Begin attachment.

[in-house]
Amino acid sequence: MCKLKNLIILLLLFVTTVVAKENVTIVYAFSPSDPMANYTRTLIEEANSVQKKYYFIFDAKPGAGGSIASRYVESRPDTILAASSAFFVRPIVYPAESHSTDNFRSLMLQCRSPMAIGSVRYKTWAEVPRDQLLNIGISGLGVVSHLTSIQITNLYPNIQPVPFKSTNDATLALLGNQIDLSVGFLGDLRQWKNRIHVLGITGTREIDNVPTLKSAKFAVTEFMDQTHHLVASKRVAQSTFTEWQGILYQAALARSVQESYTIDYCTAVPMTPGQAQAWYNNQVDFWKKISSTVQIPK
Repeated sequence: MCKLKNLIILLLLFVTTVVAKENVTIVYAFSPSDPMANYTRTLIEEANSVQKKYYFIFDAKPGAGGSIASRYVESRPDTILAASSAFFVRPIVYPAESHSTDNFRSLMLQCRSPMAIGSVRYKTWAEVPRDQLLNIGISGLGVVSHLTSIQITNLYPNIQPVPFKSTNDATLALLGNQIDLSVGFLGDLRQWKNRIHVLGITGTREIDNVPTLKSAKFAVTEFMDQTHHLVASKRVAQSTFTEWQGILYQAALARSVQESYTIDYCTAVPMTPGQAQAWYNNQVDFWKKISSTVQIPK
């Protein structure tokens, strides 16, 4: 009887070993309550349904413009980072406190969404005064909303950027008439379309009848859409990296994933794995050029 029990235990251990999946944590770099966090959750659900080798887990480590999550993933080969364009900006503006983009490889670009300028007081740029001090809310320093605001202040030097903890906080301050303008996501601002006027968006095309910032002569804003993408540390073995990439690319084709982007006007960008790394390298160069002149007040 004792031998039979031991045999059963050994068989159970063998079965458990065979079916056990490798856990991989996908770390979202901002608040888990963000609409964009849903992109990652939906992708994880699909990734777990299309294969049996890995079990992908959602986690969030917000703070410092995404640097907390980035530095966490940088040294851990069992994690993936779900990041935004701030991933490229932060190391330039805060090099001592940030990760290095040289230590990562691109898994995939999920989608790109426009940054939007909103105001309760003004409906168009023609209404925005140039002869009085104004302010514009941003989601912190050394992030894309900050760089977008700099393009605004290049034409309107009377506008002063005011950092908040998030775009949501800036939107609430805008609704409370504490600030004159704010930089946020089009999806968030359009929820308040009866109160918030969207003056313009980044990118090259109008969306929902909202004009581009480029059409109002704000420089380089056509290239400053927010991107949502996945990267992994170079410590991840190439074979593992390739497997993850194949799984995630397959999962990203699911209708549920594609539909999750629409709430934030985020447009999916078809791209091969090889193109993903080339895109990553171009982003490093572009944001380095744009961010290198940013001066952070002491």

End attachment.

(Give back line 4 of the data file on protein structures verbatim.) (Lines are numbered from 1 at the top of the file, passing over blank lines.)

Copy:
């Protein structure tokens, strides 16, 4: 009887070993309550349904413009980072406190969404005064909303950027008439379309009848859409990296994933794995050029 029990235990251990999946944590770099966090959750659900080798887990480590999550993933080969364009900006503006983009490889670009300028007081740029001090809310320093605001202040030097903890906080301050303008996501601002006027968006095309910032002569804003993408540390073995990439690319084709982007006007960008790394390298160069002149007040 004792031998039979031991045999059963050994068989159970063998079965458990065979079916056990490798856990991989996908770390979202901002608040888990963000609409964009849903992109990652939906992708994880699909990734777990299309294969049996890995079990992908959602986690969030917000703070410092995404640097907390980035530095966490940088040294851990069992994690993936779900990041935004701030991933490229932060190391330039805060090099001592940030990760290095040289230590990562691109898994995939999920989608790109426009940054939007909103105001309760003004409906168009023609209404925005140039002869009085104004302010514009941003989601912190050394992030894309900050760089977008700099393009605004290049034409309107009377506008002063005011950092908040998030775009949501800036939107609430805008609704409370504490600030004159704010930089946020089009999806968030359009929820308040009866109160918030969207003056313009980044990118090259109008969306929902909202004009581009480029059409109002704000420089380089056509290239400053927010991107949502996945990267992994170079410590991840190439074979593992390739497997993850194949799984995630397959999962990203699911209708549920594609539909999750629409709430934030985020447009999916078809791209091969090889193109993903080339895109990553171009982003490093572009944001380095744009961010290198940013001066952070002491």